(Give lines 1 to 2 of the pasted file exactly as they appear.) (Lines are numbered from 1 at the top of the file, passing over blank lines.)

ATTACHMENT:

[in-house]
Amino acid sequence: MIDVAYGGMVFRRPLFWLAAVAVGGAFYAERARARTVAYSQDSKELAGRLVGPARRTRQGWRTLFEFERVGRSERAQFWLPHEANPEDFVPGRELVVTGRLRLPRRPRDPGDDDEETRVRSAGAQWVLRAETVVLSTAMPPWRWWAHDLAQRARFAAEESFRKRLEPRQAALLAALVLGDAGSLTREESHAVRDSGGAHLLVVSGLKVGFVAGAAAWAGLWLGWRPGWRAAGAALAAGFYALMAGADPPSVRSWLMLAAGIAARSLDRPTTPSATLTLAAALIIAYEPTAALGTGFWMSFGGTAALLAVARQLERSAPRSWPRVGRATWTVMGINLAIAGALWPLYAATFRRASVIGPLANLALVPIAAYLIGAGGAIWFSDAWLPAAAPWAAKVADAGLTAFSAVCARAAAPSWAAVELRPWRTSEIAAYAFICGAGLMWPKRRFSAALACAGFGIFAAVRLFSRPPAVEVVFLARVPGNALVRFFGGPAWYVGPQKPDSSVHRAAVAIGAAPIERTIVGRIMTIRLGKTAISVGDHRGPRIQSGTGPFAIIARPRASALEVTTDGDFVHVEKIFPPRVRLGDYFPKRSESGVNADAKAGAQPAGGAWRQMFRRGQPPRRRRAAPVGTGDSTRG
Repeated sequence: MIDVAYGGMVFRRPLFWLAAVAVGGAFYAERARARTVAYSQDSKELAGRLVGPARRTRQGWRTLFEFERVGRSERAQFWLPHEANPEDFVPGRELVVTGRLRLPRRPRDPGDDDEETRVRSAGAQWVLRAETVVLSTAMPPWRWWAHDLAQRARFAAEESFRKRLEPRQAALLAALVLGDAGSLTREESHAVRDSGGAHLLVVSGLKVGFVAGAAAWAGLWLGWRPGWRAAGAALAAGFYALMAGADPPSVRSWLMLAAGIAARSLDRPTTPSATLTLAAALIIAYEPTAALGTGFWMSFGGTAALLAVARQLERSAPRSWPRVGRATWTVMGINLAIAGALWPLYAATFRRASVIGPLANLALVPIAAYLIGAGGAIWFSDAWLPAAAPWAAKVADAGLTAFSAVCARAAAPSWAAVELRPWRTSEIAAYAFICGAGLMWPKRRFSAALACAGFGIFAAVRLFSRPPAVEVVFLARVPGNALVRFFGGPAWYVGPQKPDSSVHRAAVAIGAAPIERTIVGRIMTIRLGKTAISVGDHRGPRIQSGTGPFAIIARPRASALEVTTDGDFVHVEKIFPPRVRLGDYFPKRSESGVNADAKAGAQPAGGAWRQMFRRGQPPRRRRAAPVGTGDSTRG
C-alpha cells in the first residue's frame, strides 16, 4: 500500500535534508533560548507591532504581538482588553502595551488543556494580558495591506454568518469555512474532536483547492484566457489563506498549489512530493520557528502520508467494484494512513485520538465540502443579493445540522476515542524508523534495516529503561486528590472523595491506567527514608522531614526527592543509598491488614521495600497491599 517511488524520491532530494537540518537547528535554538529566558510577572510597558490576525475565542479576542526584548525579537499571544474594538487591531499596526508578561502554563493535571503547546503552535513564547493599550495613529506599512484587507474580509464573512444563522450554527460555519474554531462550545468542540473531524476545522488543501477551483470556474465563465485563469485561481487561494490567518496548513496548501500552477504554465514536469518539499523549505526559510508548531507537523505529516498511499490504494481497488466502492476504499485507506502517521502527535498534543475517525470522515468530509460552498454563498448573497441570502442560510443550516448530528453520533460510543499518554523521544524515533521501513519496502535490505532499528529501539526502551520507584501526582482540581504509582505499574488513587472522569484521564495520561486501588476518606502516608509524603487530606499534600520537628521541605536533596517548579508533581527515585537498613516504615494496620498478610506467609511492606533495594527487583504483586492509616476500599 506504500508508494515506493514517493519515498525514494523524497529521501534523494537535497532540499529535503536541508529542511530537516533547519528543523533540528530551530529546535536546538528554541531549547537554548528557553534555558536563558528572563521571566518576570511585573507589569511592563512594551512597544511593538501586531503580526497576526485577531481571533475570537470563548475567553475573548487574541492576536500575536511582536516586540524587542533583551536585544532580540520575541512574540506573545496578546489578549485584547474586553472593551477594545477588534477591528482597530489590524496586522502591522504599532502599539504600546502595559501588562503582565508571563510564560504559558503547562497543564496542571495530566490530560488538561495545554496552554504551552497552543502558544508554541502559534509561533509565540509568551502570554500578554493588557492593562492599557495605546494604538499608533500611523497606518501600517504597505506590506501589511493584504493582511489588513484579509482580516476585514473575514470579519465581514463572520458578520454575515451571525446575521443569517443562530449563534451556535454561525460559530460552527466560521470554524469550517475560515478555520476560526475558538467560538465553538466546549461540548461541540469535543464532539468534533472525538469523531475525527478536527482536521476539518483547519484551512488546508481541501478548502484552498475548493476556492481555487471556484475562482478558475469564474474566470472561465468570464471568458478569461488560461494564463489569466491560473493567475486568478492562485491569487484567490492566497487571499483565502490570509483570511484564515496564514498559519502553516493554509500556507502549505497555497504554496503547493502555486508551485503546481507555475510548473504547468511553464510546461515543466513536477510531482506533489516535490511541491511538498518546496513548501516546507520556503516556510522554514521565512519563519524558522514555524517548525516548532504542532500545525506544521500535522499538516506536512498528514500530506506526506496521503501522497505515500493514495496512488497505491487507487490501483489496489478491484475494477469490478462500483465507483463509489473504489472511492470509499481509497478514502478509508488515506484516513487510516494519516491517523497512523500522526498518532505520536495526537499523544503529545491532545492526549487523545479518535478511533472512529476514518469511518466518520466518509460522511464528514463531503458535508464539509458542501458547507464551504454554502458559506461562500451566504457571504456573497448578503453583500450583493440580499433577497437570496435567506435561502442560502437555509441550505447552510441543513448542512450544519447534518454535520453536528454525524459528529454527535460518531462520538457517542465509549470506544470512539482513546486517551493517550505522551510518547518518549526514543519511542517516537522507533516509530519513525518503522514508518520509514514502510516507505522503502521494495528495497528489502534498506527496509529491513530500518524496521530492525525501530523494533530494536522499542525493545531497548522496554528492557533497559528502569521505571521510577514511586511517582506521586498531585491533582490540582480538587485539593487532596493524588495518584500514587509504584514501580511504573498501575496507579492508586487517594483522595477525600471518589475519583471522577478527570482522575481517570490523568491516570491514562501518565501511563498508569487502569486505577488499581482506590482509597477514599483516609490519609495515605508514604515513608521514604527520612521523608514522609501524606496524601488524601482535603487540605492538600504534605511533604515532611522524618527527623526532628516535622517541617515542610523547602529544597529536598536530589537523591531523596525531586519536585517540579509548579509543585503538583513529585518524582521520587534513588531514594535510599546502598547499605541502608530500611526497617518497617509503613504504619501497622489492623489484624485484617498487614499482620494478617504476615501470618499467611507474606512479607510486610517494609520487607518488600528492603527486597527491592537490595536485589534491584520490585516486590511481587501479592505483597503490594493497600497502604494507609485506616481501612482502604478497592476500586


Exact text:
[in-house]
Amino acid sequence: MIDVAYGGMVFRRPLFWLAAVAVGGAFYAERARARTVAYSQDSKELAGRLVGPARRTRQGWRTLFEFERVGRSERAQFWLPHEANPEDFVPGRELVVTGRLRLPRRPRDPGDDDEETRVRSAGAQWVLRAETVVLSTAMPPWRWWAHDLAQRARFAAEESFRKRLEPRQAALLAALVLGDAGSLTREESHAVRDSGGAHLLVVSGLKVGFVAGAAAWAGLWLGWRPGWRAAGAALAAGFYALMAGADPPSVRSWLMLAAGIAARSLDRPTTPSATLTLAAALIIAYEPTAALGTGFWMSFGGTAALLAVARQLERSAPRSWPRVGRATWTVMGINLAIAGALWPLYAATFRRASVIGPLANLALVPIAAYLIGAGGAIWFSDAWLPAAAPWAAKVADAGLTAFSAVCARAAAPSWAAVELRPWRTSEIAAYAFICGAGLMWPKRRFSAALACAGFGIFAAVRLFSRPPAVEVVFLARVPGNALVRFFGGPAWYVGPQKPDSSVHRAAVAIGAAPIERTIVGRIMTIRLGKTAISVGDHRGPRIQSGTGPFAIIARPRASALEVTTDGDFVHVEKIFPPRVRLGDYFPKRSESGVNADAKAGAQPAGGAWRQMFRRGQPPRRRRAAPVGTGDSTRG